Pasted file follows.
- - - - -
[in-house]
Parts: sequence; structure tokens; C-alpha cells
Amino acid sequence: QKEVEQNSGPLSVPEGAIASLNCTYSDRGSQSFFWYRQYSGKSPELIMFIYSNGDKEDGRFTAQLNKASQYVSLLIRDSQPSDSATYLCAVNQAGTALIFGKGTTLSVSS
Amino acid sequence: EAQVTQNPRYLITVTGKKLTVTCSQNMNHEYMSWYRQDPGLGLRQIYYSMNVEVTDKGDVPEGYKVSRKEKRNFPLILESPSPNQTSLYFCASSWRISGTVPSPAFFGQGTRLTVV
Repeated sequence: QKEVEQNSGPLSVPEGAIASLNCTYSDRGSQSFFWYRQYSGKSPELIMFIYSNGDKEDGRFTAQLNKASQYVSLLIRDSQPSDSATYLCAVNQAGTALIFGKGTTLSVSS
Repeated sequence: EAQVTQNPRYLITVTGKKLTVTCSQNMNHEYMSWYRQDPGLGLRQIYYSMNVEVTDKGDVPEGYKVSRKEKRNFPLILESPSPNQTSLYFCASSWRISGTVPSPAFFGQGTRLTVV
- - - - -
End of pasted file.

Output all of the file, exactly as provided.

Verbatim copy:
[in-house]
Parts: sequence; structure tokens; C-alpha cells
Amino acid sequence: QKEVEQNSGPLSVPEGAIASLNCTYSDRGSQSFFWYRQYSGKSPELIMFIYSNGDKEDGRFTAQLNKASQYVSLLIRDSQPSDSATYLCAVNQAGTALIFGKGTTLSVSS
Amino acid sequence: EAQVTQNPRYLITVTGKKLTVTCSQNMNHEYMSWYRQDPGLGLRQIYYSMNVEVTDKGDVPEGYKVSRKEKRNFPLILESPSPNQTSLYFCASSWRISGTVPSPAFFGQGTRLTVV
Repeated sequence: QKEVEQNSGPLSVPEGAIASLNCTYSDRGSQSFFWYRQYSGKSPELIMFIYSNGDKEDGRFTAQLNKASQYVSLLIRDSQPSDSATYLCAVNQAGTALIFGKGTTLSVSS
Repeated sequence: EAQVTQNPRYLITVTGKKLTVTCSQNMNHEYMSWYRQDPGLGLRQIYYSMNVEVTDKGDVPEGYKVSRKEKRNFPLILESPSPNQTSLYFCASSWRISGTVPSPAFFGQGTRLTVV